Hayes has paid his debt to society and is making a "substantial amount of money" as a rapper, Scharg said. Hayes has 27 concerts scheduled through April.
"The pictures," Scharg said, "are just pictures."
The allegations Hayes fired a weapon inside a gun range, in a "somewhat controlled environment,' are not as severe as the normal gun crimes filed in federal court, the magistrate judge said.
“He has all sorts of family and community support,” Grand said, “and it appears he is a well-known performer. And he has scheduled appearances and makes a very good amount of money doing that. He has no reason in the world to flee.”
Grand signaled he would release the rapper on bond with several conditions, including wearing a GPS tether, avoiding firearms, leaving his Detroit neighborhood and living with a girlfriend in Macomb County.
He credited Hayes with embarking on a lucrative career as a convicted felon.
“This defendant is, like, one in a million,” the federal magistrate said. “I hope you recognize that.”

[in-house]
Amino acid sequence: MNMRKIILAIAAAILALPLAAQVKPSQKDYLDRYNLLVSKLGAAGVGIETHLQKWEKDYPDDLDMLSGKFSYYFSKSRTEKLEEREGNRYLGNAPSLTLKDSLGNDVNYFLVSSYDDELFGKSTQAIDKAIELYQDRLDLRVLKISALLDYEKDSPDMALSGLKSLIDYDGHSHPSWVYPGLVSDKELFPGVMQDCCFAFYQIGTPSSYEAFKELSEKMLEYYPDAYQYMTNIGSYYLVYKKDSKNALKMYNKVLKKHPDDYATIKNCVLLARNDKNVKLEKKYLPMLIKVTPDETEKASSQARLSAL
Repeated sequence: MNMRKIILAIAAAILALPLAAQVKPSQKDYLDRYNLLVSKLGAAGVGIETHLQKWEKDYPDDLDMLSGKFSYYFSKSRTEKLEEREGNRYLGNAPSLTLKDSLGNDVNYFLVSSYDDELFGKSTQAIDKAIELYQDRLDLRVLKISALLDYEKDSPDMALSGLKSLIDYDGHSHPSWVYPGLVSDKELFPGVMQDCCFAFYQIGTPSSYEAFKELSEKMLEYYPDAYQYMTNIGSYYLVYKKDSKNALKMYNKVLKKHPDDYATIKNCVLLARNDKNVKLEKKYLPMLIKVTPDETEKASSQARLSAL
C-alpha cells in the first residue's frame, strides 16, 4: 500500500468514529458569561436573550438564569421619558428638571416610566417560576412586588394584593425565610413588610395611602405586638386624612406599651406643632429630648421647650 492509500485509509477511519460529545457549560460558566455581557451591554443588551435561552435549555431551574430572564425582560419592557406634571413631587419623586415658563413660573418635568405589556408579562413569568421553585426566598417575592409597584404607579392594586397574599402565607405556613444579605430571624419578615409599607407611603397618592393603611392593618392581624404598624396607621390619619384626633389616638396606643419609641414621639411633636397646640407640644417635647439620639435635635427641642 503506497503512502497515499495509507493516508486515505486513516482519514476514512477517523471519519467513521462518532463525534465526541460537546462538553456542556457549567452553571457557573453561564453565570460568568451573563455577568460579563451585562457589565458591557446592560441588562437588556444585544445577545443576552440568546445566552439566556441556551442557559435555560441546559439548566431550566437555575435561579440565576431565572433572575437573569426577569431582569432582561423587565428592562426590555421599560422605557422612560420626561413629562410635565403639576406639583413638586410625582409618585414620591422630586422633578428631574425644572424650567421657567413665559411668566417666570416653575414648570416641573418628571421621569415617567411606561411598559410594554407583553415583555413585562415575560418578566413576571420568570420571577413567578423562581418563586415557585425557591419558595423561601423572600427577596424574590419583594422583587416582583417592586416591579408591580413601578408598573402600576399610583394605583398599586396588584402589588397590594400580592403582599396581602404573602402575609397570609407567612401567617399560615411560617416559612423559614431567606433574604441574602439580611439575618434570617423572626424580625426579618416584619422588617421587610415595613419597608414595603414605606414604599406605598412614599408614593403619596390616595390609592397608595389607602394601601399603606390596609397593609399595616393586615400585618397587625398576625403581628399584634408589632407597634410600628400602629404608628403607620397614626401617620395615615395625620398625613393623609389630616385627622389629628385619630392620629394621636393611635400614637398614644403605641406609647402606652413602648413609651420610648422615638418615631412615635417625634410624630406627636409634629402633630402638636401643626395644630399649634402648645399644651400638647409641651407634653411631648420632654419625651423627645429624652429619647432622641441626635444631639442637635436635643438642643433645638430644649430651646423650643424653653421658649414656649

“Yes, sir,” the rapper said.
“Whatever persona you want to have on stage and in your videos is one thing,” Grand said. “But that cannot bleed over into real life.”
Hayes had one question about being released from jail.
"I travel with 24/7, like, armed security," Hayes said. "Will he be able to be with me?"
Yes, the magistrate judge said.
Before Hayes could leave jail, the prosecutor intervened.
The government filed an appeal, keeping Hayes jailed while the appeal unfolds in Atlanta.
"This is really an egregious position for the government to take," the magistrate judge said. “What photographs show the defendant in possession of the firearms?"
Hayes lost the short-term fight to go free and rap Sunday.
Prosecutors on Thursday downplayed Hayes' busy performance schedule while alluding to the coronavirus pandemic.
"It might be a moot point," the prosecutor said.